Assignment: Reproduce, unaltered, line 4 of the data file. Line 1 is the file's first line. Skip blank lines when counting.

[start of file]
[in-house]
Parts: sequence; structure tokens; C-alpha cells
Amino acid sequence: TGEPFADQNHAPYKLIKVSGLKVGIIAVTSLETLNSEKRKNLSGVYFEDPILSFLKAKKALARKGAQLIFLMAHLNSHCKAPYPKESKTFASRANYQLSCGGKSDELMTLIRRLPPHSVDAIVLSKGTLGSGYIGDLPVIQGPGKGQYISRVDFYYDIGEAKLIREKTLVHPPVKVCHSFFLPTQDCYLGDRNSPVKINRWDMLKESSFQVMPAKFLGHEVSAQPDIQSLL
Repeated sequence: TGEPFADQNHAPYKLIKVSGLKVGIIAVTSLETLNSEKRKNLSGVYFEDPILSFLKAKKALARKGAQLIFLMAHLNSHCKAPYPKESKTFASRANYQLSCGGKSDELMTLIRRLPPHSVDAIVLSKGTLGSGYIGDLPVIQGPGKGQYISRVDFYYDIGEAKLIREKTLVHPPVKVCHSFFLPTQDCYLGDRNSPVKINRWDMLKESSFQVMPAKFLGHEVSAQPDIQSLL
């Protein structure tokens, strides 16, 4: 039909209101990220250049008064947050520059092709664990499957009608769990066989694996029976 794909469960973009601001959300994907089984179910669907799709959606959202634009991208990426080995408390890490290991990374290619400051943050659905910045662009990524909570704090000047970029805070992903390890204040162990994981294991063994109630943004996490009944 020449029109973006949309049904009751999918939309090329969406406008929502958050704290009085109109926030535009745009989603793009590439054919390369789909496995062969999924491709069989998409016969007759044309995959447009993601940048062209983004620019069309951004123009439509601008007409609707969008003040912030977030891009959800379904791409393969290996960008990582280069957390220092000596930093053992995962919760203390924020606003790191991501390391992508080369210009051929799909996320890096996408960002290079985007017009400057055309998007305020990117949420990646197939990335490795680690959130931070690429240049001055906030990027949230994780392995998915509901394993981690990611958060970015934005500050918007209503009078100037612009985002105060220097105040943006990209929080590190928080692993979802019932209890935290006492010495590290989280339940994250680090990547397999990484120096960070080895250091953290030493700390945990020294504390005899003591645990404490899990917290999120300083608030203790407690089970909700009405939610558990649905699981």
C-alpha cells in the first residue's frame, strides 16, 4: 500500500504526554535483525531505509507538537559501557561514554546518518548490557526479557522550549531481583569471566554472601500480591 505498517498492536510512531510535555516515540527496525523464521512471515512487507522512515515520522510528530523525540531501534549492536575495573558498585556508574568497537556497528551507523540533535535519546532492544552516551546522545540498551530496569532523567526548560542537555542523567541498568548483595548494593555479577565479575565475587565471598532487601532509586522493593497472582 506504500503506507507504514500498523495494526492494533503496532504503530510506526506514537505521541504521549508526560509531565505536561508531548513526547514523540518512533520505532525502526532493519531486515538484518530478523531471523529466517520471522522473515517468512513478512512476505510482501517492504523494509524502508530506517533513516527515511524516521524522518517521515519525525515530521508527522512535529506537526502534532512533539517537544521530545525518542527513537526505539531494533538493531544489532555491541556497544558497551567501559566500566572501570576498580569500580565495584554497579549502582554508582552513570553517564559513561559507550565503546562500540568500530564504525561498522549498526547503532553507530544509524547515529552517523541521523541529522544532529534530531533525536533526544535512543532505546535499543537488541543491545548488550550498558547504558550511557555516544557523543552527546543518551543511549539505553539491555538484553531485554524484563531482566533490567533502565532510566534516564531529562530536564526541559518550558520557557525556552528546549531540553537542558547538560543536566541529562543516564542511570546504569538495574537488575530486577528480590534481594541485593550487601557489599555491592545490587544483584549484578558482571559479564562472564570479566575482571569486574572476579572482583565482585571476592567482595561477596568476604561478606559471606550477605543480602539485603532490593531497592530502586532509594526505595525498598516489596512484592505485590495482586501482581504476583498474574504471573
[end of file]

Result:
Repeated sequence: TGEPFADQNHAPYKLIKVSGLKVGIIAVTSLETLNSEKRKNLSGVYFEDPILSFLKAKKALARKGAQLIFLMAHLNSHCKAPYPKESKTFASRANYQLSCGGKSDELMTLIRRLPPHSVDAIVLSKGTLGSGYIGDLPVIQGPGKGQYISRVDFYYDIGEAKLIREKTLVHPPVKVCHSFFLPTQDCYLGDRNSPVKINRWDMLKESSFQVMPAKFLGHEVSAQPDIQSLL